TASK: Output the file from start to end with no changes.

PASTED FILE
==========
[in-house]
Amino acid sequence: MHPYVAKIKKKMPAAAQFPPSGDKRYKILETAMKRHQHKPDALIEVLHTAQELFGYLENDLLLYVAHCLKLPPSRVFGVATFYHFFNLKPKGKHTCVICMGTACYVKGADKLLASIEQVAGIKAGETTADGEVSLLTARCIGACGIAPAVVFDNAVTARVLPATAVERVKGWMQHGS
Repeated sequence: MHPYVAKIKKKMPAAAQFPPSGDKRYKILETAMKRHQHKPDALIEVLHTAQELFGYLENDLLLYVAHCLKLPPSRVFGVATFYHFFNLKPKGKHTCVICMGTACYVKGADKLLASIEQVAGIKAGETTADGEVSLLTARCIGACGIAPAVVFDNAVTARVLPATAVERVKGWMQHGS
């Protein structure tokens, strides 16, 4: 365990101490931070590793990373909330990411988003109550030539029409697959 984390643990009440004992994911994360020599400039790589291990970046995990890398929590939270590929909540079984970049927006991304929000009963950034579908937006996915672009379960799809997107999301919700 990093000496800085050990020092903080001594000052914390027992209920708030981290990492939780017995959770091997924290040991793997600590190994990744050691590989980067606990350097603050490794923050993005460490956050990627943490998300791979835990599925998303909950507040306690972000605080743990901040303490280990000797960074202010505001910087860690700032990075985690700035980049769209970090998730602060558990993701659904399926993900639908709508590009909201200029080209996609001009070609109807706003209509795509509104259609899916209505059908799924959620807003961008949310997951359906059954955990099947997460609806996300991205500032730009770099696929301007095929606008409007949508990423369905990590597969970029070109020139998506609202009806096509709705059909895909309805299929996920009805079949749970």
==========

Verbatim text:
[in-house]
Amino acid sequence: MHPYVAKIKKKMPAAAQFPPSGDKRYKILETAMKRHQHKPDALIEVLHTAQELFGYLENDLLLYVAHCLKLPPSRVFGVATFYHFFNLKPKGKHTCVICMGTACYVKGADKLLASIEQVAGIKAGETTADGEVSLLTARCIGACGIAPAVVFDNAVTARVLPATAVERVKGWMQHGS
Repeated sequence: MHPYVAKIKKKMPAAAQFPPSGDKRYKILETAMKRHQHKPDALIEVLHTAQELFGYLENDLLLYVAHCLKLPPSRVFGVATFYHFFNLKPKGKHTCVICMGTACYVKGADKLLASIEQVAGIKAGETTADGEVSLLTARCIGACGIAPAVVFDNAVTARVLPATAVERVKGWMQHGS
């Protein structure tokens, strides 16, 4: 365990101490931070590793990373909330990411988003109550030539029409697959 984390643990009440004992994911994360020599400039790589291990970046995990890398929590939270590929909540079984970049927006991304929000009963950034579908937006996915672009379960799809997107999301919700 990093000496800085050990020092903080001594000052914390027992209920708030981290990492939780017995959770091997924290040991793997600590190994990744050691590989980067606990350097603050490794923050993005460490956050990627943490998300791979835990599925998303909950507040306690972000605080743990901040303490280990000797960074202010505001910087860690700032990075985690700035980049769209970090998730602060558990993701659904399926993900639908709508590009909201200029080209996609001009070609109807706003209509795509509104259609899916209505059908799924959620807003961008949310997951359906059954955990099947997460609806996300991205500032730009770099696929301007095929606008409007949508990423369905990590597969970029070109020139998506609202009806096509709705059909895909309805299929996920009805079949749970």